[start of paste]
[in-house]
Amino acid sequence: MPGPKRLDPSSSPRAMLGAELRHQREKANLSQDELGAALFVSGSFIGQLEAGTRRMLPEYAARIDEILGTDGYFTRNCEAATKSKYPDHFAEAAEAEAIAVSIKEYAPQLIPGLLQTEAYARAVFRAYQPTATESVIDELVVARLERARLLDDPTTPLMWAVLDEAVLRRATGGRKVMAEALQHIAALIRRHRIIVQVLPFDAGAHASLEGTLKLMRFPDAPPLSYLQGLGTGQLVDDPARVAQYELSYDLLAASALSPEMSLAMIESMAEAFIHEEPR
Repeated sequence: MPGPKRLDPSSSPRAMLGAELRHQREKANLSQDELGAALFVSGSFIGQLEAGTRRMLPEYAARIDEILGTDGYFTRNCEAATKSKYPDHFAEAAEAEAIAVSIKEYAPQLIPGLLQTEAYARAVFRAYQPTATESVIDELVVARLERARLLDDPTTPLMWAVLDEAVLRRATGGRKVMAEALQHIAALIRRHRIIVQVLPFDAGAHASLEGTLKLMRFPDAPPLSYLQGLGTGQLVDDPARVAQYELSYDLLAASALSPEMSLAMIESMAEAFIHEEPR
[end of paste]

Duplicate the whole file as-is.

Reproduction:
[in-house]
Amino acid sequence: MPGPKRLDPSSSPRAMLGAELRHQREKANLSQDELGAALFVSGSFIGQLEAGTRRMLPEYAARIDEILGTDGYFTRNCEAATKSKYPDHFAEAAEAEAIAVSIKEYAPQLIPGLLQTEAYARAVFRAYQPTATESVIDELVVARLERARLLDDPTTPLMWAVLDEAVLRRATGGRKVMAEALQHIAALIRRHRIIVQVLPFDAGAHASLEGTLKLMRFPDAPPLSYLQGLGTGQLVDDPARVAQYELSYDLLAASALSPEMSLAMIESMAEAFIHEEPR
Repeated sequence: MPGPKRLDPSSSPRAMLGAELRHQREKANLSQDELGAALFVSGSFIGQLEAGTRRMLPEYAARIDEILGTDGYFTRNCEAATKSKYPDHFAEAAEAEAIAVSIKEYAPQLIPGLLQTEAYARAVFRAYQPTATESVIDELVVARLERARLLDDPTTPLMWAVLDEAVLRRATGGRKVMAEALQHIAALIRRHRIIVQVLPFDAGAHASLEGTLKLMRFPDAPPLSYLQGLGTGQLVDDPARVAQYELSYDLLAASALSPEMSLAMIESMAEAFIHEEPR